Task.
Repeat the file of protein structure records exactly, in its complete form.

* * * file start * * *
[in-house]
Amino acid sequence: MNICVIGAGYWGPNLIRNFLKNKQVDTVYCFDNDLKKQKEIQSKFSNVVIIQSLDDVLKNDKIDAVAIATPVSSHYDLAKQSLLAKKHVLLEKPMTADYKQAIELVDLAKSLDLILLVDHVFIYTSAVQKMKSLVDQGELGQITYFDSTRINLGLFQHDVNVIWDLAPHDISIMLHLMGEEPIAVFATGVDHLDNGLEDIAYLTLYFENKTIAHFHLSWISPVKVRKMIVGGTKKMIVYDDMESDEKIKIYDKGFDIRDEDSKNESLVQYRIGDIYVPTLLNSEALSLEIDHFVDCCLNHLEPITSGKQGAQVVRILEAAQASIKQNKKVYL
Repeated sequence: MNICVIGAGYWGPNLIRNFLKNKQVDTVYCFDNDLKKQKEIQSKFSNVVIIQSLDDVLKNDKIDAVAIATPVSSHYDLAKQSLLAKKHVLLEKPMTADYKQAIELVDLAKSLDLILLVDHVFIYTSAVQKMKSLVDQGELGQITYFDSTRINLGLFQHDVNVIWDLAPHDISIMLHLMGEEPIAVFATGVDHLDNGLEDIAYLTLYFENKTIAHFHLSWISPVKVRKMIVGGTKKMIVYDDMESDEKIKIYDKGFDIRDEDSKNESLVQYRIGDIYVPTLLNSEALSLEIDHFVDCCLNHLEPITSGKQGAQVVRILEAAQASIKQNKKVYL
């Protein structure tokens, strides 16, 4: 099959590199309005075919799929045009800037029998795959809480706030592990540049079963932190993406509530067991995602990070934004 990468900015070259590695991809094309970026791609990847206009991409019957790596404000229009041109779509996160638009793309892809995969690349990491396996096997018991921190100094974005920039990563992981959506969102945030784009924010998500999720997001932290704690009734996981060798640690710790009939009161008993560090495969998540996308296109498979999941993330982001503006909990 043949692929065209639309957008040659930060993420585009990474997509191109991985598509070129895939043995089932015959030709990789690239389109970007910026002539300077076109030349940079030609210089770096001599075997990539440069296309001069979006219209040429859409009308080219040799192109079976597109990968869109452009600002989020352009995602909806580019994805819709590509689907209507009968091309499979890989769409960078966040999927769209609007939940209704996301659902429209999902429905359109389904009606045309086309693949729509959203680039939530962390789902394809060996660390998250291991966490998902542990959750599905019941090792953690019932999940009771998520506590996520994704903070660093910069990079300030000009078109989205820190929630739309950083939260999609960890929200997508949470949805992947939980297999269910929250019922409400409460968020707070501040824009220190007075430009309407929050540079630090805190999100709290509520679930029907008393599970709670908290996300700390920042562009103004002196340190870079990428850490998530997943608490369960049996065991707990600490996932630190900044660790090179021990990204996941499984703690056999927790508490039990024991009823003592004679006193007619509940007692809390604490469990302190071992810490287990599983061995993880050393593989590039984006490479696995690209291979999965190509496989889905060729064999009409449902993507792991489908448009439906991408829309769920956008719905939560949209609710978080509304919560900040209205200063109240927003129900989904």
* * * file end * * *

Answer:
[in-house]
Amino acid sequence: MNICVIGAGYWGPNLIRNFLKNKQVDTVYCFDNDLKKQKEIQSKFSNVVIIQSLDDVLKNDKIDAVAIATPVSSHYDLAKQSLLAKKHVLLEKPMTADYKQAIELVDLAKSLDLILLVDHVFIYTSAVQKMKSLVDQGELGQITYFDSTRINLGLFQHDVNVIWDLAPHDISIMLHLMGEEPIAVFATGVDHLDNGLEDIAYLTLYFENKTIAHFHLSWISPVKVRKMIVGGTKKMIVYDDMESDEKIKIYDKGFDIRDEDSKNESLVQYRIGDIYVPTLLNSEALSLEIDHFVDCCLNHLEPITSGKQGAQVVRILEAAQASIKQNKKVYL
Repeated sequence: MNICVIGAGYWGPNLIRNFLKNKQVDTVYCFDNDLKKQKEIQSKFSNVVIIQSLDDVLKNDKIDAVAIATPVSSHYDLAKQSLLAKKHVLLEKPMTADYKQAIELVDLAKSLDLILLVDHVFIYTSAVQKMKSLVDQGELGQITYFDSTRINLGLFQHDVNVIWDLAPHDISIMLHLMGEEPIAVFATGVDHLDNGLEDIAYLTLYFENKTIAHFHLSWISPVKVRKMIVGGTKKMIVYDDMESDEKIKIYDKGFDIRDEDSKNESLVQYRIGDIYVPTLLNSEALSLEIDHFVDCCLNHLEPITSGKQGAQVVRILEAAQASIKQNKKVYL
């Protein structure tokens, strides 16, 4: 099959590199309005075919799929045009800037029998795959809480706030592990540049079963932190993406509530067991995602990070934004 990468900015070259590695991809094309970026791609990847206009991409019957790596404000229009041109779509996160638009793309892809995969690349990491396996096997018991921190100094974005920039990563992981959506969102945030784009924010998500999720997001932290704690009734996981060798640690710790009939009161008993560090495969998540996308296109498979999941993330982001503006909990 043949692929065209639309957008040659930060993420585009990474997509191109991985598509070129895939043995089932015959030709990789690239389109970007910026002539300077076109030349940079030609210089770096001599075997990539440069296309001069979006219209040429859409009308080219040799192109079976597109990968869109452009600002989020352009995602909806580019994805819709590509689907209507009968091309499979890989769409960078966040999927769209609007939940209704996301659902429209999902429905359109389904009606045309086309693949729509959203680039939530962390789902394809060996660390998250291991966490998902542990959750599905019941090792953690019932999940009771998520506590996520994704903070660093910069990079300030000009078109989205820190929630739309950083939260999609960890929200997508949470949805992947939980297999269910929250019922409400409460968020707070501040824009220190007075430009309407929050540079630090805190999100709290509520679930029907008393599970709670908290996300700390920042562009103004002196340190870079990428850490998530997943608490369960049996065991707990600490996932630190900044660790090179021990990204996941499984703690056999927790508490039990024991009823003592004679006193007619509940007692809390604490469990302190071992810490287990599983061995993880050393593989590039984006490479696995690209291979999965190509496989889905060729064999009409449902993507792991489908448009439906991408829309769920956008719905939560949209609710978080509304919560900040209205200063109240927003129900989904």